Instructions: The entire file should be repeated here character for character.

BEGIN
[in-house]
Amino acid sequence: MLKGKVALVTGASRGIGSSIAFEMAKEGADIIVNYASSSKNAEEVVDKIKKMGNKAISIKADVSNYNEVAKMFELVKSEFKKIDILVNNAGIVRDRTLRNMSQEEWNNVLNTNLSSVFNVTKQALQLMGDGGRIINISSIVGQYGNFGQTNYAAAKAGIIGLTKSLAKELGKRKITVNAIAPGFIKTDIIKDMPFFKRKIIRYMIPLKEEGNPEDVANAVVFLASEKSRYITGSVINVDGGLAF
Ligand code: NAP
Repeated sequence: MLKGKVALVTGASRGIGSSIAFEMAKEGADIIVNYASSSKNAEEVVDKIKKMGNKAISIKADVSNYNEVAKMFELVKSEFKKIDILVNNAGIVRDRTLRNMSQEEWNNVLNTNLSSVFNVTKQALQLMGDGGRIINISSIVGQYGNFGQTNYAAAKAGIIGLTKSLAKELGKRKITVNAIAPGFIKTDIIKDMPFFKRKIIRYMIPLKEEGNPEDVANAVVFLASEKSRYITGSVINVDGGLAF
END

[in-house]
Amino acid sequence: MLKGKVALVTGASRGIGSSIAFEMAKEGADIIVNYASSSKNAEEVVDKIKKMGNKAISIKADVSNYNEVAKMFELVKSEFKKIDILVNNAGIVRDRTLRNMSQEEWNNVLNTNLSSVFNVTKQALQLMGDGGRIINISSIVGQYGNFGQTNYAAAKAGIIGLTKSLAKELGKRKITVNAIAPGFIKTDIIKDMPFFKRKIIRYMIPLKEEGNPEDVANAVVFLASEKSRYITGSVINVDGGLAF
Ligand code: NAP
Repeated sequence: MLKGKVALVTGASRGIGSSIAFEMAKEGADIIVNYASSSKNAEEVVDKIKKMGNKAISIKADVSNYNEVAKMFELVKSEFKKIDILVNNAGIVRDRTLRNMSQEEWNNVLNTNLSSVFNVTKQALQLMGDGGRIINISSIVGQYGNFGQTNYAAAKAGIIGLTKSLAKELGKRKITVNAIAPGFIKTDIIKDMPFFKRKIIRYMIPLKEEGNPEDVANAVVFLASEKSRYITGSVINVDGGLAF